<% @Page Language="C#" %>

 "CreateClientForm()" />

Figure 3A: Controls created on the client are persisted on the server (C#).

 

<% @Page Language="VB" %>

 "CreateClientForm()" />

Figure 3B: Controls created on the client are persisted on the server (VB).

 

In the Page_Init event, the sample code checks the existence of controls whose ID matches that of dynamically created controls. If no such controls are found, the page creates and adds them to the page s tree. The newly created server controls are assigned the same text as the client elements.

 

Note that the sample code doesn t do anything to prevent users from repeatedly creating pairs of textboxes. If you do that, you end up with two or more client textboxes with the same name. This will create a problem when posting back because the contents of the HTTP packet take the following form:

 

FirstName=[FirstName],[FirstName];LastName=

  [LastName],[LastName]

 

Arrays of controls with the same name are allowed on the client, but are not supported by ASP.NET. Be aware of this if you happen to write pages that create new controls via JavaScript.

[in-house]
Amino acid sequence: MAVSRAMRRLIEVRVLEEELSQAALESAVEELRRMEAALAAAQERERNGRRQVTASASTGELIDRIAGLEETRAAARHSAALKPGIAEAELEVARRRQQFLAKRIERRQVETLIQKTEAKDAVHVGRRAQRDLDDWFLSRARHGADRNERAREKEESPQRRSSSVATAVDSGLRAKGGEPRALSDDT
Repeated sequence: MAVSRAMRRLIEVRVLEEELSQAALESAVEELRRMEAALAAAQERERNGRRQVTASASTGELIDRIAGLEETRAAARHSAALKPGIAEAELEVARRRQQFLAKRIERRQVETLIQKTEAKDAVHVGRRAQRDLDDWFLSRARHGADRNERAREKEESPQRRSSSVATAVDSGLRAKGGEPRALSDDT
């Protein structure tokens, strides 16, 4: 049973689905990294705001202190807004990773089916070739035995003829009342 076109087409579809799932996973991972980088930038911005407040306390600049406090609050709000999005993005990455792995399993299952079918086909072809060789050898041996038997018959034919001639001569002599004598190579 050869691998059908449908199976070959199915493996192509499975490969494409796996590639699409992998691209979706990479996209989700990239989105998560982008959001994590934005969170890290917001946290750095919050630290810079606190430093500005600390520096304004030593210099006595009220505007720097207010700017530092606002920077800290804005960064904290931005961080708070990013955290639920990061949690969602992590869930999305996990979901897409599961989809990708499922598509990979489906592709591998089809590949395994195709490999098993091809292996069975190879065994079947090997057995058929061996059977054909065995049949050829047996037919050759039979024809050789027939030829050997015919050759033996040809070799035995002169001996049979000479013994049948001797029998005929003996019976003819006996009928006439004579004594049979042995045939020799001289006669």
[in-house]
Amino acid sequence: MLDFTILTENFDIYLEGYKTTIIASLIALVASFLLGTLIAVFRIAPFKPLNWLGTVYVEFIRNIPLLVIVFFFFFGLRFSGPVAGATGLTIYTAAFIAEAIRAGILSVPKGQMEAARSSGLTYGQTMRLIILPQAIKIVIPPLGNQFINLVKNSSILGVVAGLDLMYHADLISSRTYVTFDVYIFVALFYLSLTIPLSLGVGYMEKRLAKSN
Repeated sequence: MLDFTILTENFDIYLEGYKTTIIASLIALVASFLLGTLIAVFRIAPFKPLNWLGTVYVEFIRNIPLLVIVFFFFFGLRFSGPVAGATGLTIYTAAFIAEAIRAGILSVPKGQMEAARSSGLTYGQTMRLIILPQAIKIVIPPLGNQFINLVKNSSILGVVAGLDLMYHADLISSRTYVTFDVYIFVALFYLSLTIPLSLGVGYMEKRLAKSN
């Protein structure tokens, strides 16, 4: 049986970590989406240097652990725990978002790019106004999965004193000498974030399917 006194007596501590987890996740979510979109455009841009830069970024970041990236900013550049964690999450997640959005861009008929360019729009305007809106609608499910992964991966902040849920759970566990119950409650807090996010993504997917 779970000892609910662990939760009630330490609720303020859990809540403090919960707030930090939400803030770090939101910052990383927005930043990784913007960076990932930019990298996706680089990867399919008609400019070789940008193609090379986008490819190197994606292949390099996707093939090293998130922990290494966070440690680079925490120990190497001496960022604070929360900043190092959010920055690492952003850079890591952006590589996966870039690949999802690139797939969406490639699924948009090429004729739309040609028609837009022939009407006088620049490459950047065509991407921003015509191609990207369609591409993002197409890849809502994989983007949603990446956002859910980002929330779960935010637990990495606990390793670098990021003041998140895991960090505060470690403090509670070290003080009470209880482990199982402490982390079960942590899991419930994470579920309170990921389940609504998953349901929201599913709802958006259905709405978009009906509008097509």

Passing Other Data

Changes applied on the client that go beyond the information automatically exchanged through the browser require an additional mechanism and protocol to be brought to the server. What if your JavaScript code adds a new item to a listbox or sets the max length property of a textbox? All this information can certainly be conveyed to the server, but only through a custom procedure that you have to design and implement. A possible approach entails using a hidden field to transport data to the server. Your JavaScript code is responsible for writing data to the hidden field whenever a change that must be tracked occurs. The format of the data written to the hidden field is up to you. Here s a suggestion: